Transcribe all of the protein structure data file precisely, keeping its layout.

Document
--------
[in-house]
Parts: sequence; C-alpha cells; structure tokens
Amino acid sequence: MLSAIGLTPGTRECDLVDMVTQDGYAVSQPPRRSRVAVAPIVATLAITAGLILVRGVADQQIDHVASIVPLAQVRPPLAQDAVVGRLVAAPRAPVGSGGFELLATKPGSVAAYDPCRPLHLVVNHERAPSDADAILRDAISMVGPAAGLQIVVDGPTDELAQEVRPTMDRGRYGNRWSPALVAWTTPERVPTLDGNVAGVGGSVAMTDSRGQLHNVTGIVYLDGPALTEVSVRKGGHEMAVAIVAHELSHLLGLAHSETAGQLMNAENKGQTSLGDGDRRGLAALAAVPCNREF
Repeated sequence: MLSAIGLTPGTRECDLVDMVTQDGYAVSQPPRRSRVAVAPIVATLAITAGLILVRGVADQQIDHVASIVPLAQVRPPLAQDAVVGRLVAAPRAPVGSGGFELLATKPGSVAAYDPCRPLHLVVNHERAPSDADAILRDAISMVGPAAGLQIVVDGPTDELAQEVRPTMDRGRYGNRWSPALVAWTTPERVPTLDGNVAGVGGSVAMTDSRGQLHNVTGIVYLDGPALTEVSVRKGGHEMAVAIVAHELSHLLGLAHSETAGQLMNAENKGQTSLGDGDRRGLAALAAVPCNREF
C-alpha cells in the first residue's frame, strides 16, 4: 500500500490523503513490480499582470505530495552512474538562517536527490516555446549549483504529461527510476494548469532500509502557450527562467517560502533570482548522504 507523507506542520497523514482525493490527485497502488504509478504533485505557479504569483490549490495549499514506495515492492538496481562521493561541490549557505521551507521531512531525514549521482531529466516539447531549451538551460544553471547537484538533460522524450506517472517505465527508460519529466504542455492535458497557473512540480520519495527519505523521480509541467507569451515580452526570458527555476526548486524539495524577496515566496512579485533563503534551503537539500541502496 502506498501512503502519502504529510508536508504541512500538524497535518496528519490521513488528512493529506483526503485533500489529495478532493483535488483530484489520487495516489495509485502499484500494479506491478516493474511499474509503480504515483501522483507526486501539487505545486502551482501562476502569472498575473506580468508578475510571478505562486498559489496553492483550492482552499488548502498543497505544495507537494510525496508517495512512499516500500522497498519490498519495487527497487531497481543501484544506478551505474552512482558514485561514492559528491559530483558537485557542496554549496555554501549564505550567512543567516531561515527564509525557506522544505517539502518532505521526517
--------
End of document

[in-house]
Parts: sequence; C-alpha cells; structure tokens
Amino acid sequence: MLSAIGLTPGTRECDLVDMVTQDGYAVSQPPRRSRVAVAPIVATLAITAGLILVRGVADQQIDHVASIVPLAQVRPPLAQDAVVGRLVAAPRAPVGSGGFELLATKPGSVAAYDPCRPLHLVVNHERAPSDADAILRDAISMVGPAAGLQIVVDGPTDELAQEVRPTMDRGRYGNRWSPALVAWTTPERVPTLDGNVAGVGGSVAMTDSRGQLHNVTGIVYLDGPALTEVSVRKGGHEMAVAIVAHELSHLLGLAHSETAGQLMNAENKGQTSLGDGDRRGLAALAAVPCNREF
Repeated sequence: MLSAIGLTPGTRECDLVDMVTQDGYAVSQPPRRSRVAVAPIVATLAITAGLILVRGVADQQIDHVASIVPLAQVRPPLAQDAVVGRLVAAPRAPVGSGGFELLATKPGSVAAYDPCRPLHLVVNHERAPSDADAILRDAISMVGPAAGLQIVVDGPTDELAQEVRPTMDRGRYGNRWSPALVAWTTPERVPTLDGNVAGVGGSVAMTDSRGQLHNVTGIVYLDGPALTEVSVRKGGHEMAVAIVAHELSHLLGLAHSETAGQLMNAENKGQTSLGDGDRRGLAALAAVPCNREF
C-alpha cells in the first residue's frame, strides 16, 4: 500500500490523503513490480499582470505530495552512474538562517536527490516555446549549483504529461527510476494548469532500509502557450527562467517560502533570482548522504 507523507506542520497523514482525493490527485497502488504509478504533485505557479504569483490549490495549499514506495515492492538496481562521493561541490549557505521551507521531512531525514549521482531529466516539447531549451538551460544553471547537484538533460522524450506517472517505465527508460519529466504542455492535458497557473512540480520519495527519505523521480509541467507569451515580452526570458527555476526548486524539495524577496515566496512579485533563503534551503537539500541502496 502506498501512503502519502504529510508536508504541512500538524497535518496528519490521513488528512493529506483526503485533500489529495478532493483535488483530484489520487495516489495509485502499484500494479506491478516493474511499474509503480504515483501522483507526486501539487505545486502551482501562476502569472498575473506580468508578475510571478505562486498559489496553492483550492482552499488548502498543497505544495507537494510525496508517495512512499516500500522497498519490498519495487527497487531497481543501484544506478551505474552512482558514485561514492559528491559530483558537485557542496554549496555554501549564505550567512543567516531561515527564509525557506522544505517539502518532505521526517